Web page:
In 2009, ECS finally signed an MOU with the government of Nagaland to run the first PPP mode Primary Health Centre (PHC) in the state. The House of Hope was chosen as the site of this PHC. This was essentially a 6-bedded hospital at first but the community has increased the same to 35 beds.
Though in a remote setting, the centre today is equipped with ultrasound machine, x-ray and basic lab facilities. This may be among the very rare PHCs in India, where the doctors and nurses are appointed by villagers.
Two years later, the Primary Health Centre was empanelled as a unit to manage the Rashtriya Swasthya Bima Yojana (RSBY) insurance programme. The insurance coverage was Rs 30,000 for a premium of just Rs 30 for BPL families. Free medicine and treatment was provided to those who come to the centre with the RSBY card.
This PHC has also catered to HIV positive patients as well. In the past five years, the centre has treated 656 HIV positive patients and continues to render services to them.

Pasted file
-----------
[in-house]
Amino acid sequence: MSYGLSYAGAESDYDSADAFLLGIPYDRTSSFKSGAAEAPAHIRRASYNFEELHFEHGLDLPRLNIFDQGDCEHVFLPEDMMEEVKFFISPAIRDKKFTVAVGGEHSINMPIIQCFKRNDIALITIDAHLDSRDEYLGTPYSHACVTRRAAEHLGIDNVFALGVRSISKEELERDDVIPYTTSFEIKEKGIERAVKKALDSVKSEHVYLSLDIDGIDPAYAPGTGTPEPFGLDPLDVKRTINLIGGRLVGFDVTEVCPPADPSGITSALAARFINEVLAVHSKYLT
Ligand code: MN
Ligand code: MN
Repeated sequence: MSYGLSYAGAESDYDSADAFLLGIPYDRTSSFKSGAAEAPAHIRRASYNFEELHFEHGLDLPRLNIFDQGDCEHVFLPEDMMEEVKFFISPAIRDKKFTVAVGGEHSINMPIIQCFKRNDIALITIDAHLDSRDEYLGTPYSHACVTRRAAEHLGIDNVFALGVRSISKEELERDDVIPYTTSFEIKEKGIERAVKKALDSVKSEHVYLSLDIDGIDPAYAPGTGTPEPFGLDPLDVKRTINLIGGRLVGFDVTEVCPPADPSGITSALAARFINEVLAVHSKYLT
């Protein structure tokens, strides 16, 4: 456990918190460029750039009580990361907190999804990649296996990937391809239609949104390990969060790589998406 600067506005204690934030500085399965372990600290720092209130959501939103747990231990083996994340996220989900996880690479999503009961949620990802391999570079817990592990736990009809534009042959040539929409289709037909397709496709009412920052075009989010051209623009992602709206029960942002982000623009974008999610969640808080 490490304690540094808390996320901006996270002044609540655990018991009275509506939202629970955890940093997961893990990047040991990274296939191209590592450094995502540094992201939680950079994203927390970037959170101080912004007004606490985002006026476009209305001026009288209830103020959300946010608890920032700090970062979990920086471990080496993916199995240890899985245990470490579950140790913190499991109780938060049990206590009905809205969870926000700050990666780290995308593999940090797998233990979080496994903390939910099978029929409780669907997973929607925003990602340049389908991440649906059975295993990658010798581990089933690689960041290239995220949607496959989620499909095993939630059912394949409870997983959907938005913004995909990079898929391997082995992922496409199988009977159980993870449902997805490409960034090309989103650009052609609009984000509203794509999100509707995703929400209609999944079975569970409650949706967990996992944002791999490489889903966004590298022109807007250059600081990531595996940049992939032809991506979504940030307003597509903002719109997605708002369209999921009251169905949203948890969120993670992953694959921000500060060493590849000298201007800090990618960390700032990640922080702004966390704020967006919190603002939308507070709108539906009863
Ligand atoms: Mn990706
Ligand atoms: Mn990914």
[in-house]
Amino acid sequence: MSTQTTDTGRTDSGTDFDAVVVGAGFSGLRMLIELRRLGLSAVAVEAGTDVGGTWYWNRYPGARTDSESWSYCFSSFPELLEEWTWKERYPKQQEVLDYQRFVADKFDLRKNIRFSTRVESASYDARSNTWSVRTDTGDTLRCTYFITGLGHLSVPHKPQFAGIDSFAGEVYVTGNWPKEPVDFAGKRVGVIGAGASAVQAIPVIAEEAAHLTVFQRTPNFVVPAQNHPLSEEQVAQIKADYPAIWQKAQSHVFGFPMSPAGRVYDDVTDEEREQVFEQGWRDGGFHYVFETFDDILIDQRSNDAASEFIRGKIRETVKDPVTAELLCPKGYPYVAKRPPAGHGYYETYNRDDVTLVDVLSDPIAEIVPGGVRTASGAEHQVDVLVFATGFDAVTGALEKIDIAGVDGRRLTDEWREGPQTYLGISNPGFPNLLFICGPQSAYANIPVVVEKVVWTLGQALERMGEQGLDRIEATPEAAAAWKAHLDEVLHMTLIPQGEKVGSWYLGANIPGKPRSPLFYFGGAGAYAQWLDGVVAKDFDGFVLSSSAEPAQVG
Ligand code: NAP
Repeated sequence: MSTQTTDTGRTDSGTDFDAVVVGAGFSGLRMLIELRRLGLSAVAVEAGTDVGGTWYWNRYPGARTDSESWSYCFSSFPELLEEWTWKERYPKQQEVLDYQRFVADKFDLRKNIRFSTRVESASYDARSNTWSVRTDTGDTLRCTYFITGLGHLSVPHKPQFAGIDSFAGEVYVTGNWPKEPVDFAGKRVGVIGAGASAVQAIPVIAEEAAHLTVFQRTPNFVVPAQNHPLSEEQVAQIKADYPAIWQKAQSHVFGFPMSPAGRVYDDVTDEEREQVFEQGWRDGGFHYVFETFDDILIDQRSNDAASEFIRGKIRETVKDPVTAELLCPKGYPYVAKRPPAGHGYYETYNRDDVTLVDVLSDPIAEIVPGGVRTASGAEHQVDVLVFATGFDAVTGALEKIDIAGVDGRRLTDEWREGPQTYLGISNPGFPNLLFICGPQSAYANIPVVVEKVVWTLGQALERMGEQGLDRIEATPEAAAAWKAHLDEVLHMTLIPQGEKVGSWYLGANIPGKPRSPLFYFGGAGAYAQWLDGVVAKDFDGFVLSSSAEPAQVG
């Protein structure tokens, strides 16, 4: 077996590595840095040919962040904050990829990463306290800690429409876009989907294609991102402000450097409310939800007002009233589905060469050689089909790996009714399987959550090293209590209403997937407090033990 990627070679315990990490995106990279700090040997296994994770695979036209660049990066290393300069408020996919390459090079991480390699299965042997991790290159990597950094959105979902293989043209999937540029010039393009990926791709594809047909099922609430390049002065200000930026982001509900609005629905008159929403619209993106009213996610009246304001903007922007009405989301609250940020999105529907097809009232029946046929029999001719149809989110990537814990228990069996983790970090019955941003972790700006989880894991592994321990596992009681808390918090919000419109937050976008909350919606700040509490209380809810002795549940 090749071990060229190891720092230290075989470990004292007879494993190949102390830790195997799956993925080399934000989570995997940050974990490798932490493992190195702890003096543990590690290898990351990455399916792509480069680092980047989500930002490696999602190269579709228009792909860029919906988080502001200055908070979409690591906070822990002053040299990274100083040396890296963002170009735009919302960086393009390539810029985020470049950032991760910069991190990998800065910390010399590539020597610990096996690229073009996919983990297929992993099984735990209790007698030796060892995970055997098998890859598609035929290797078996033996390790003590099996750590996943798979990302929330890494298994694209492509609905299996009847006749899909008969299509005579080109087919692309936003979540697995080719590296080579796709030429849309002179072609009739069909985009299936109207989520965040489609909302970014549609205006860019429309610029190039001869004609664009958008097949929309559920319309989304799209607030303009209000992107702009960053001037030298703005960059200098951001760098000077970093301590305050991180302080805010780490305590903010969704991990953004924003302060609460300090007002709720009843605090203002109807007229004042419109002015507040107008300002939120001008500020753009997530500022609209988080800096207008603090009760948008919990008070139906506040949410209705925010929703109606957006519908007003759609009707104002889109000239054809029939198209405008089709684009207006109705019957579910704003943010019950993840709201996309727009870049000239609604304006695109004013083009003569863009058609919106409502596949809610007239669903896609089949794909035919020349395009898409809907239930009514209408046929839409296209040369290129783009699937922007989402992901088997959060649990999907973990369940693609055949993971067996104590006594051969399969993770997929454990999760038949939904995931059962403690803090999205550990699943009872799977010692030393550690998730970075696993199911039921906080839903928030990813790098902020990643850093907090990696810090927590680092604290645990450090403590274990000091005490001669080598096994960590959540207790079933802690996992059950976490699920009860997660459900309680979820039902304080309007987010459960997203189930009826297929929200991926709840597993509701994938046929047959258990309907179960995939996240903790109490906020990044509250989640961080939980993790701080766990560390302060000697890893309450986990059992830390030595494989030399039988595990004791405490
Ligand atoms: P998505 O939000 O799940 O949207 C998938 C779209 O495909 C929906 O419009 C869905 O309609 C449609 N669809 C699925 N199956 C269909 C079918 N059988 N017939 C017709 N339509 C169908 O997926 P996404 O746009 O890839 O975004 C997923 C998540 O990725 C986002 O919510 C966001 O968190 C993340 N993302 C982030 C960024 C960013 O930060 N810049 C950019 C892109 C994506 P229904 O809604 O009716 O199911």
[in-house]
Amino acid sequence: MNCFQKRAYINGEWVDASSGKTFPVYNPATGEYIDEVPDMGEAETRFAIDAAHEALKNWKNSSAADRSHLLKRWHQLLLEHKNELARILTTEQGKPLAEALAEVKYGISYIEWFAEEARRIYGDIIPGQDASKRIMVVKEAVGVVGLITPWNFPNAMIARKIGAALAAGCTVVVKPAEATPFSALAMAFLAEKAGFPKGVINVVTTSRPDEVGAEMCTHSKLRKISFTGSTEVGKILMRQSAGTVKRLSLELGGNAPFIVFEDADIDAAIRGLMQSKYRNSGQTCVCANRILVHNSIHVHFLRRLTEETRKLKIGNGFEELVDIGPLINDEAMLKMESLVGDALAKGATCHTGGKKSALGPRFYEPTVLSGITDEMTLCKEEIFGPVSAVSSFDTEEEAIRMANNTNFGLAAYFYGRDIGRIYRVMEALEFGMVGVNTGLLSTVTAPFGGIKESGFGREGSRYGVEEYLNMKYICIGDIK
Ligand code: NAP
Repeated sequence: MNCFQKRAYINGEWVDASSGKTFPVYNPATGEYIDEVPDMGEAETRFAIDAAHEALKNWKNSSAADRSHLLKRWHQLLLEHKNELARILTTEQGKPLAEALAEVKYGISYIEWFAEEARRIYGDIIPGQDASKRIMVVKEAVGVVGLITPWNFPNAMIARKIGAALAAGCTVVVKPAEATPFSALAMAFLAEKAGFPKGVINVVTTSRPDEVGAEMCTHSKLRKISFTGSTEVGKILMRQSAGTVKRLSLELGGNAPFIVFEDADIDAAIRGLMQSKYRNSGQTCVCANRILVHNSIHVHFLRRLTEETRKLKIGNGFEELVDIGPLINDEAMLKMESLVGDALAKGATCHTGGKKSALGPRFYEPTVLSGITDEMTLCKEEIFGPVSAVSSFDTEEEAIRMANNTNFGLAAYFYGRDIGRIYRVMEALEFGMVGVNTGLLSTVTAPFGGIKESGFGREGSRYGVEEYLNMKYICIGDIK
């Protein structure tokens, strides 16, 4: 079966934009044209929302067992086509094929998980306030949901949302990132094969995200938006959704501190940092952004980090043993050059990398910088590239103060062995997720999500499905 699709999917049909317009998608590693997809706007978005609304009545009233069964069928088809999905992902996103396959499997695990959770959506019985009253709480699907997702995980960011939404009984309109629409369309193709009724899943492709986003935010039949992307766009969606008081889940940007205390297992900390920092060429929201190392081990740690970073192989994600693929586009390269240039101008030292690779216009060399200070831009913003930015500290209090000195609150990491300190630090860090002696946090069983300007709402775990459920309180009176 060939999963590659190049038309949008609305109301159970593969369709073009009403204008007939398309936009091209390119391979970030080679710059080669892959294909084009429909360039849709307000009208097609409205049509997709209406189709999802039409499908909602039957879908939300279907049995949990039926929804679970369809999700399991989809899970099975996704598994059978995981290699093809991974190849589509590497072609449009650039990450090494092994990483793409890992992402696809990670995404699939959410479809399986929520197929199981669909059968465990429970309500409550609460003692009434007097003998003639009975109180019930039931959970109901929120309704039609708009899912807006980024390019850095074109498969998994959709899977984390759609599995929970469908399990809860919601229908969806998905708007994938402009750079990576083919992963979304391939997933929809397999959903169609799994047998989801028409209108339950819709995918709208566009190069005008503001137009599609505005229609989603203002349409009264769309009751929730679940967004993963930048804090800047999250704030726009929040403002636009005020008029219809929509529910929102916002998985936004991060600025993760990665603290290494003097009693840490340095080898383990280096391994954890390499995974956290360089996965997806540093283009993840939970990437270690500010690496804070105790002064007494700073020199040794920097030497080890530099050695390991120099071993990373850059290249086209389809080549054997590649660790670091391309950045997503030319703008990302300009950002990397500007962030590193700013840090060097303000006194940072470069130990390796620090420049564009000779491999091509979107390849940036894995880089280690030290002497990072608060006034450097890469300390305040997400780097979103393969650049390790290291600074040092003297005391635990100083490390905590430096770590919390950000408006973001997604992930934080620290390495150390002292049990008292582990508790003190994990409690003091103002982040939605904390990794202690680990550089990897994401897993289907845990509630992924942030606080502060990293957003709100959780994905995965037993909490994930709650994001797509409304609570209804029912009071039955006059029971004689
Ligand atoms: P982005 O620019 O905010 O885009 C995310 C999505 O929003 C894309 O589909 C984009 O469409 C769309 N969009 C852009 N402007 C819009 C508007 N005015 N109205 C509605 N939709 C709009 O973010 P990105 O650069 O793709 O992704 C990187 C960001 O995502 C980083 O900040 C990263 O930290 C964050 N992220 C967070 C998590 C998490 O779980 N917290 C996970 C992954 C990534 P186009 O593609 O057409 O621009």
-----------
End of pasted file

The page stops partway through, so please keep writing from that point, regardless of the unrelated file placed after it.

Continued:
“Today, we have expanded to 7 PHCs where doctors and nurses are appointed by the respective villages. We have around 18 sub-centres. In total, we cover around 73 villages in Tuensang, Mon and Longleng districts, giving them access to primary healthcare. But what you’re seeing today is a culmination of a myriad of efforts. We live in a community where superstition is rampant, and traditional medicine and quack doctors took precedence over modern medicine. A lot of work had to be done at the village level to get them to accept modern medicine. We organised mothers in these villages into Mothers Clubs, operationalised anganwadi centres, ensured complementary feeding for them and organised regular camps to raise awareness about pre- and post-natal care,” he recalls.